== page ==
He believes that if parents do not trust the educational work of the school, then they just need to transfer the child to another suitable school. But it’s wrong to name these reasons as “religious beliefs”. Rather, these are their very personal beliefs.

Ergeshov is convinced that “Yes, there are facts when parents insist that they will educate their children at home and study the Qur’an. However they are limited only by the Qur’an – they do not learn mathematics, the Kyrgyz language or literature. Children do not receive knowledge, that would prepare them for full life in society and give the foundation for adult life. It is impossible to replace the school.”

He assured that the muftiate has been regularly carrying out explanatory work during Friday prayers, at Eid prayers and in crowded places.

However, expert on religious education Muratbek Imankulov is confident that preventive work is poorly conducted, that’s is why such cases are still recorded.

The expert is convinced that “SAMK, the Ministry of Education and schools are not able to prevent this phenomenon, since they are public authorities, not law enforcement agencies (editorial note: the Ministry of Education and Science of the Kyrgyz Republic is a state body with a wide range of power). Namely, law enforcement officers must stop such actions”.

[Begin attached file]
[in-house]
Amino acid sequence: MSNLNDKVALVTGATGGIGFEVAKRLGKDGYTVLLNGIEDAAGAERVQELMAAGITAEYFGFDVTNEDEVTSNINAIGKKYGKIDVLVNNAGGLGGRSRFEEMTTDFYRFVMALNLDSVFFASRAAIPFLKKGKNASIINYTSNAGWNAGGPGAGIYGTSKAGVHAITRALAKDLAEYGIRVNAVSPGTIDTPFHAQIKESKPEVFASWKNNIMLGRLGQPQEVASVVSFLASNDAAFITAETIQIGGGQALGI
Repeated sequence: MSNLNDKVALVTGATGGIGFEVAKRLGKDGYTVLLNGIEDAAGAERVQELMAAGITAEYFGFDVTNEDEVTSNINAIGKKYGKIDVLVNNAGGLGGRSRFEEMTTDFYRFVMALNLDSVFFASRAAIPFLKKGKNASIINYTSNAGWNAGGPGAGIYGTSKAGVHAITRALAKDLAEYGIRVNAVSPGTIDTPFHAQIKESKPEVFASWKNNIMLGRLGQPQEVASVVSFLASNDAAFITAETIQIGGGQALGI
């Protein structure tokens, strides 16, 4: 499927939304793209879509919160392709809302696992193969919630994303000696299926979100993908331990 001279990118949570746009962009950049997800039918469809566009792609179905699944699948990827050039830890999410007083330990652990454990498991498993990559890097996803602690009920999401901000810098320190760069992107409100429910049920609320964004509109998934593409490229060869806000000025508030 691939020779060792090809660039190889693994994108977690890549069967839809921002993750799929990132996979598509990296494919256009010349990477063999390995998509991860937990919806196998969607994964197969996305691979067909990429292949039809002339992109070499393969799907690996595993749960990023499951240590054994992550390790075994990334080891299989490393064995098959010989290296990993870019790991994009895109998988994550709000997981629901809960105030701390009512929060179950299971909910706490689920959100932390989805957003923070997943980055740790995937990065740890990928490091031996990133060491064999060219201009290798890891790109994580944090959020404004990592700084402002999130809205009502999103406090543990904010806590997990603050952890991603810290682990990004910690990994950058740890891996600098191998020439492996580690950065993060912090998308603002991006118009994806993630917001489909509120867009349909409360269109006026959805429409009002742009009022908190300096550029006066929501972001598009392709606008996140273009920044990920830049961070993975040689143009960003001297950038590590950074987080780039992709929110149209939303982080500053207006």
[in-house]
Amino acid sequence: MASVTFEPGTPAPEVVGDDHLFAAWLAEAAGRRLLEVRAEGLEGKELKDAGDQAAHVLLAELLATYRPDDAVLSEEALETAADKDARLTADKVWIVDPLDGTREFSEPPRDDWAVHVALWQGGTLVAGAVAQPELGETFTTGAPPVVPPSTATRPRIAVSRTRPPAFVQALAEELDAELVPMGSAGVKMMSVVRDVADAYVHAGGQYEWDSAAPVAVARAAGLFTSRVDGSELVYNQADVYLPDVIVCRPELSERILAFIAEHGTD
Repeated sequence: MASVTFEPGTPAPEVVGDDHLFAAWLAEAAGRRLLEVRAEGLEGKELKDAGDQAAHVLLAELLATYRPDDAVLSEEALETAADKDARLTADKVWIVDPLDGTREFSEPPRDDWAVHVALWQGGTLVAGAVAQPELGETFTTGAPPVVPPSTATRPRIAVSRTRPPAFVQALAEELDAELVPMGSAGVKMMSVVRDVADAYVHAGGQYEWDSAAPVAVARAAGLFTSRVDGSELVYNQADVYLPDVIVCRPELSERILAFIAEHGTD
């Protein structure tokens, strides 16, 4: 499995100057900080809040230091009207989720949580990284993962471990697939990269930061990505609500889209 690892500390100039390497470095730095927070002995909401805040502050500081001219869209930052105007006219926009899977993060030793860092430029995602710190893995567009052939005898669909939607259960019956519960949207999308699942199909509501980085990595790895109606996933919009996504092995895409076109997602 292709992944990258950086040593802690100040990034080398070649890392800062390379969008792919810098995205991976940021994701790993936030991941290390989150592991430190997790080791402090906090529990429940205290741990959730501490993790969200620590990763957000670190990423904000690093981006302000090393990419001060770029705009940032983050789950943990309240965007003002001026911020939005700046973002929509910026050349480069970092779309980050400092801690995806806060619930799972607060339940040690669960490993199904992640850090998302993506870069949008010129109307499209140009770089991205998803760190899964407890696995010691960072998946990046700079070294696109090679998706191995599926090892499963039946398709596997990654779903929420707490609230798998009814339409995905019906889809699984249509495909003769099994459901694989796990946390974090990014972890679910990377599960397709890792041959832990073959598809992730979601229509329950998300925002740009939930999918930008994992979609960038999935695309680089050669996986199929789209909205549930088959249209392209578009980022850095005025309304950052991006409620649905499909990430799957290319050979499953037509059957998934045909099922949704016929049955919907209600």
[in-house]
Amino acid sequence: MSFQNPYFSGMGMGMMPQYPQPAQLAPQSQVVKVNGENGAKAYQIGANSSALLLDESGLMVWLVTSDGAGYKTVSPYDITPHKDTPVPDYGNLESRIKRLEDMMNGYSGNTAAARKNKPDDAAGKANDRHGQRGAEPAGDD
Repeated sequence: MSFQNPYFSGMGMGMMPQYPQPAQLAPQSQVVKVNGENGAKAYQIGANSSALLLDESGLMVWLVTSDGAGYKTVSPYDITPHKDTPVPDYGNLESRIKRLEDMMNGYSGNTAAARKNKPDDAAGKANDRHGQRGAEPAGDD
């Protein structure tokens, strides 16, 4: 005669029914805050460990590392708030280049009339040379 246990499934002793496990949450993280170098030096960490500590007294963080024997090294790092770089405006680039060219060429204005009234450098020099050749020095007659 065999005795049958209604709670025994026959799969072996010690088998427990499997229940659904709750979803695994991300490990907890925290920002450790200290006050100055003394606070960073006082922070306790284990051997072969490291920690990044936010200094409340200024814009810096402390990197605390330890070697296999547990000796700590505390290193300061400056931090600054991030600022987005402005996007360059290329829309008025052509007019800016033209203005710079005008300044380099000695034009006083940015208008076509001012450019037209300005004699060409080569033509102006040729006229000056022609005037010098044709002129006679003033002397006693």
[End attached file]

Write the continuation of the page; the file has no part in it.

He wonders why the followers of the banned extremist movement “Yakyn Inkar” (banned in the Kyrgyzstan by a decision of the Oktyabrsky District Court of Bishkek on June 15, 2017 – editorial note) do still exist. Indeed, often the followers of this movement restrict children from secular education.

Imankulov believes that “this happens because the law enforcement agencies do not work efficiently, precisely and only with those whom they have identified. Prevention is poor, there are no clear mechanisms for prevention, and there is no coordination between various departments”.

Balance is possible

Nurbek Karagulov is a citizen of Kyrgyzstan, who performed the Hajj this year. He combines secular life and religious concepts, and believes that everyone is obliged to get a secular school education.

We must follow the laws and conditions of the country we live in.